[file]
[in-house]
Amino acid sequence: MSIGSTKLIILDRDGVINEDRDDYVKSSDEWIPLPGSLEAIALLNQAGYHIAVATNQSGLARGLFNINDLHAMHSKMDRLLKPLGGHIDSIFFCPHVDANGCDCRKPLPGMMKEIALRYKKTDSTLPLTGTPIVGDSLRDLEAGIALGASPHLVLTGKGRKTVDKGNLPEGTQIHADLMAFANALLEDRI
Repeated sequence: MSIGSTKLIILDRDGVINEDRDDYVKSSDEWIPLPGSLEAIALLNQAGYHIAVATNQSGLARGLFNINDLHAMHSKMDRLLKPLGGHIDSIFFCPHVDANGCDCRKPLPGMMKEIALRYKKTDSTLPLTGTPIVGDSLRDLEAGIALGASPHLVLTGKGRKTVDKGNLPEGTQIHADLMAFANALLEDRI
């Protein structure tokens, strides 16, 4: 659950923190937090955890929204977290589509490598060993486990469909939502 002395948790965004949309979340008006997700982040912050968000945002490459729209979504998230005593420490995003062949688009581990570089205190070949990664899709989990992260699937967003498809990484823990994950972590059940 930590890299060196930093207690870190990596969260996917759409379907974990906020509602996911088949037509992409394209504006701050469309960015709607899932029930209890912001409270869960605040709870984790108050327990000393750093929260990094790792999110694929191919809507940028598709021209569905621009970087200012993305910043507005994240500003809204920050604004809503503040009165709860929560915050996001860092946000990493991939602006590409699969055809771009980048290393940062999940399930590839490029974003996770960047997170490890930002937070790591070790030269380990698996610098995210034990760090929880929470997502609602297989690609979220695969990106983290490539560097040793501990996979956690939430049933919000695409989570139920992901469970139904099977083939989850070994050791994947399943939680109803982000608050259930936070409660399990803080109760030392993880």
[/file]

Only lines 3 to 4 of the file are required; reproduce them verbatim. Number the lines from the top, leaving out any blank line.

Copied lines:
Repeated sequence: MSIGSTKLIILDRDGVINEDRDDYVKSSDEWIPLPGSLEAIALLNQAGYHIAVATNQSGLARGLFNINDLHAMHSKMDRLLKPLGGHIDSIFFCPHVDANGCDCRKPLPGMMKEIALRYKKTDSTLPLTGTPIVGDSLRDLEAGIALGASPHLVLTGKGRKTVDKGNLPEGTQIHADLMAFANALLEDRI
């Protein structure tokens, strides 16, 4: 659950923190937090955890929204977290589509490598060993486990469909939502 002395948790965004949309979340008006997700982040912050968000945002490459729209979504998230005593420490995003062949688009581990570089205190070949990664899709989990992260699937967003498809990484823990994950972590059940 930590890299060196930093207690870190990596969260996917759409379907974990906020509602996911088949037509992409394209504006701050469309960015709607899932029930209890912001409270869960605040709870984790108050327990000393750093929260990094790792999110694929191919809507940028598709021209569905621009970087200012993305910043507005994240500003809204920050604004809503503040009165709860929560915050996001860092946000990493991939602006590409699969055809771009980048290393940062999940399930590839490029974003996770960047997170490890930002937070790591070790030269380990698996610098995210034990760090929880929470997502609602297989690609979220695969990106983290490539560097040793501990996979956690939430049933919000695409989570139920992901469970139904099977083939989850070994050791994947399943939680109803982000608050259930936070409660399990803080109760030392993880």